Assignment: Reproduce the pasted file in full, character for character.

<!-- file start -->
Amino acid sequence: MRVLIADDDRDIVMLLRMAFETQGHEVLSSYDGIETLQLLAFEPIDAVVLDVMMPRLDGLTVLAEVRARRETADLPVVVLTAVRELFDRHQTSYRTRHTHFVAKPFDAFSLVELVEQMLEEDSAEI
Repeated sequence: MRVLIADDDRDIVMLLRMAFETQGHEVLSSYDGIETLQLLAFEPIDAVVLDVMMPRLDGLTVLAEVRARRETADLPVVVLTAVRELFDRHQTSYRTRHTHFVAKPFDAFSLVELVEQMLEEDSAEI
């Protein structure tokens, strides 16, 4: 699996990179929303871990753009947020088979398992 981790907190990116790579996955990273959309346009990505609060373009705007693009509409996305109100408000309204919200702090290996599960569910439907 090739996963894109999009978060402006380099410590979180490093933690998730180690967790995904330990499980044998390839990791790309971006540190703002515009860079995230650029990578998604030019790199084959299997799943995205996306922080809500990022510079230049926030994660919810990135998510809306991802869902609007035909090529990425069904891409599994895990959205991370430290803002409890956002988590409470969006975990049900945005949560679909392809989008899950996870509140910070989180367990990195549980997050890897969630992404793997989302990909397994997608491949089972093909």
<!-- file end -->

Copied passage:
Amino acid sequence: MRVLIADDDRDIVMLLRMAFETQGHEVLSSYDGIETLQLLAFEPIDAVVLDVMMPRLDGLTVLAEVRARRETADLPVVVLTAVRELFDRHQTSYRTRHTHFVAKPFDAFSLVELVEQMLEEDSAEI
Repeated sequence: MRVLIADDDRDIVMLLRMAFETQGHEVLSSYDGIETLQLLAFEPIDAVVLDVMMPRLDGLTVLAEVRARRETADLPVVVLTAVRELFDRHQTSYRTRHTHFVAKPFDAFSLVELVEQMLEEDSAEI
């Protein structure tokens, strides 16, 4: 699996990179929303871990753009947020088979398992 981790907190990116790579996955990273959309346009990505609060373009705007693009509409996305109100408000309204919200702090290996599960569910439907 090739996963894109999009978060402006380099410590979180490093933690998730180690967790995904330990499980044998390839990791790309971006540190703002515009860079995230650029990578998604030019790199084959299997799943995205996306922080809500990022510079230049926030994660919810990135998510809306991802869902609007035909090529990425069904891409599994895990959205991370430290803002409890956002988590409470969006975990049900945005949560679909392809989008899950996870509140910070989180367990990195549980997050890897969630992404793997989302990909397994997608491949089972093909």